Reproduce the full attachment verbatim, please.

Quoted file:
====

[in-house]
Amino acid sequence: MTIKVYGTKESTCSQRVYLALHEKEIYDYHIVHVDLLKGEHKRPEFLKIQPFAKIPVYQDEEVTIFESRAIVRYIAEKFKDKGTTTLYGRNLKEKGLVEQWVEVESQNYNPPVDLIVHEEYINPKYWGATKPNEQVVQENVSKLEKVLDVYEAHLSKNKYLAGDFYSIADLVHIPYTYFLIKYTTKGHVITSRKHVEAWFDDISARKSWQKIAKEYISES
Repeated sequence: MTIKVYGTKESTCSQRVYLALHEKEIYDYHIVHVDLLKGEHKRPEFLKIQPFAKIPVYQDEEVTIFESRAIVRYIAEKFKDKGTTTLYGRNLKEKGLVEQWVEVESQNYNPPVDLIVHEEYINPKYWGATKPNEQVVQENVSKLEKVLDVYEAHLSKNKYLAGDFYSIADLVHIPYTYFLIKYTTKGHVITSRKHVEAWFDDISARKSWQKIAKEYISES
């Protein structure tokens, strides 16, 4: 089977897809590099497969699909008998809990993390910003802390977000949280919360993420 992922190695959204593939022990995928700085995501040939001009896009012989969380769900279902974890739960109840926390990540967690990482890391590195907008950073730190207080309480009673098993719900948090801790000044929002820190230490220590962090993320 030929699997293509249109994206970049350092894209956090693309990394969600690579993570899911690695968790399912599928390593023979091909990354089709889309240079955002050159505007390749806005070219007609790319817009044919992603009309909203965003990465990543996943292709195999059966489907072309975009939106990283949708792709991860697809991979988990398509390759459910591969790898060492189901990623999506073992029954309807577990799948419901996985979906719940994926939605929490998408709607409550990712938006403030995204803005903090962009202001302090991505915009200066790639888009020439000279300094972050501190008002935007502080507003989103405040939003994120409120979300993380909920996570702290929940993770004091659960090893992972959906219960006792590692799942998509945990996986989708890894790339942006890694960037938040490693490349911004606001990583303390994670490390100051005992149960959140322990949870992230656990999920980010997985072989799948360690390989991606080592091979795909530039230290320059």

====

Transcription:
[in-house]
Amino acid sequence: MTIKVYGTKESTCSQRVYLALHEKEIYDYHIVHVDLLKGEHKRPEFLKIQPFAKIPVYQDEEVTIFESRAIVRYIAEKFKDKGTTTLYGRNLKEKGLVEQWVEVESQNYNPPVDLIVHEEYINPKYWGATKPNEQVVQENVSKLEKVLDVYEAHLSKNKYLAGDFYSIADLVHIPYTYFLIKYTTKGHVITSRKHVEAWFDDISARKSWQKIAKEYISES
Repeated sequence: MTIKVYGTKESTCSQRVYLALHEKEIYDYHIVHVDLLKGEHKRPEFLKIQPFAKIPVYQDEEVTIFESRAIVRYIAEKFKDKGTTTLYGRNLKEKGLVEQWVEVESQNYNPPVDLIVHEEYINPKYWGATKPNEQVVQENVSKLEKVLDVYEAHLSKNKYLAGDFYSIADLVHIPYTYFLIKYTTKGHVITSRKHVEAWFDDISARKSWQKIAKEYISES
């Protein structure tokens, strides 16, 4: 089977897809590099497969699909008998809990993390910003802390977000949280919360993420 992922190695959204593939022990995928700085995501040939001009896009012989969380769900279902974890739960109840926390990540967690990482890391590195907008950073730190207080309480009673098993719900948090801790000044929002820190230490220590962090993320 030929699997293509249109994206970049350092894209956090693309990394969600690579993570899911690695968790399912599928390593023979091909990354089709889309240079955002050159505007390749806005070219007609790319817009044919992603009309909203965003990465990543996943292709195999059966489907072309975009939106990283949708792709991860697809991979988990398509390759459910591969790898060492189901990623999506073992029954309807577990799948419901996985979906719940994926939605929490998408709607409550990712938006403030995204803005903090962009202001302090991505915009200066790639888009020439000279300094972050501190008002935007502080507003989103405040939003994120409120979300993380909920996570702290929940993770004091659960090893992972959906219960006792590692799942998509945990996986989708890894790339942006890694960037938040490693490349911004606001990583303390994670490390100051005992149960959140322990949870992230656990999920980010997985072989799948360690390989991606080592091979795909530039230290320059």